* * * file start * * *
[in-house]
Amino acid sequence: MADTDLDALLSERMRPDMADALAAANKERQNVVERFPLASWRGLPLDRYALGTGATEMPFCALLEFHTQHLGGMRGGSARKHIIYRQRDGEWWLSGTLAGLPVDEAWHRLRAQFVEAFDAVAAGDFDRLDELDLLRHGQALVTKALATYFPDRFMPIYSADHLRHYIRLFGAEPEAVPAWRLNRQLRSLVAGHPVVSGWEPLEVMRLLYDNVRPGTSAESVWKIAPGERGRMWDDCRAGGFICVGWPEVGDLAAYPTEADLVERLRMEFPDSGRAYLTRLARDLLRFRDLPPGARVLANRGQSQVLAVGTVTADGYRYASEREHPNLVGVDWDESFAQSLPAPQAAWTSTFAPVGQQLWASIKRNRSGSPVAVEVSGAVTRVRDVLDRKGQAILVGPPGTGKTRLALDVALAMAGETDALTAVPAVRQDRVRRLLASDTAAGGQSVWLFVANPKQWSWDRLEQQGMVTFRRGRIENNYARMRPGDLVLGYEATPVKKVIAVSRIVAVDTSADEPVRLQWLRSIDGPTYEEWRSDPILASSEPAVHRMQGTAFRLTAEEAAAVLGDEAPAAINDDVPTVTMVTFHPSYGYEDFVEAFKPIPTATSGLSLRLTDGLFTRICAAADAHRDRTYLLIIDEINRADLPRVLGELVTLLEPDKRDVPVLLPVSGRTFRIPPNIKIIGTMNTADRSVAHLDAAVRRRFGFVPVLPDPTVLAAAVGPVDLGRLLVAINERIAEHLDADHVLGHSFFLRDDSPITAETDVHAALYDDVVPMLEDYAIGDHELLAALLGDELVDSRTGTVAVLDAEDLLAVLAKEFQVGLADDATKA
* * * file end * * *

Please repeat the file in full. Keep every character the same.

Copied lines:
[in-house]
Amino acid sequence: MADTDLDALLSERMRPDMADALAAANKERQNVVERFPLASWRGLPLDRYALGTGATEMPFCALLEFHTQHLGGMRGGSARKHIIYRQRDGEWWLSGTLAGLPVDEAWHRLRAQFVEAFDAVAAGDFDRLDELDLLRHGQALVTKALATYFPDRFMPIYSADHLRHYIRLFGAEPEAVPAWRLNRQLRSLVAGHPVVSGWEPLEVMRLLYDNVRPGTSAESVWKIAPGERGRMWDDCRAGGFICVGWPEVGDLAAYPTEADLVERLRMEFPDSGRAYLTRLARDLLRFRDLPPGARVLANRGQSQVLAVGTVTADGYRYASEREHPNLVGVDWDESFAQSLPAPQAAWTSTFAPVGQQLWASIKRNRSGSPVAVEVSGAVTRVRDVLDRKGQAILVGPPGTGKTRLALDVALAMAGETDALTAVPAVRQDRVRRLLASDTAAGGQSVWLFVANPKQWSWDRLEQQGMVTFRRGRIENNYARMRPGDLVLGYEATPVKKVIAVSRIVAVDTSADEPVRLQWLRSIDGPTYEEWRSDPILASSEPAVHRMQGTAFRLTAEEAAAVLGDEAPAAINDDVPTVTMVTFHPSYGYEDFVEAFKPIPTATSGLSLRLTDGLFTRICAAADAHRDRTYLLIIDEINRADLPRVLGELVTLLEPDKRDVPVLLPVSGRTFRIPPNIKIIGTMNTADRSVAHLDAAVRRRFGFVPVLPDPTVLAAAVGPVDLGRLLVAINERIAEHLDADHVLGHSFFLRDDSPITAETDVHAALYDDVVPMLEDYAIGDHELLAALLGDELVDSRTGTVAVLDAEDLLAVLAKEFQVGLADDATKA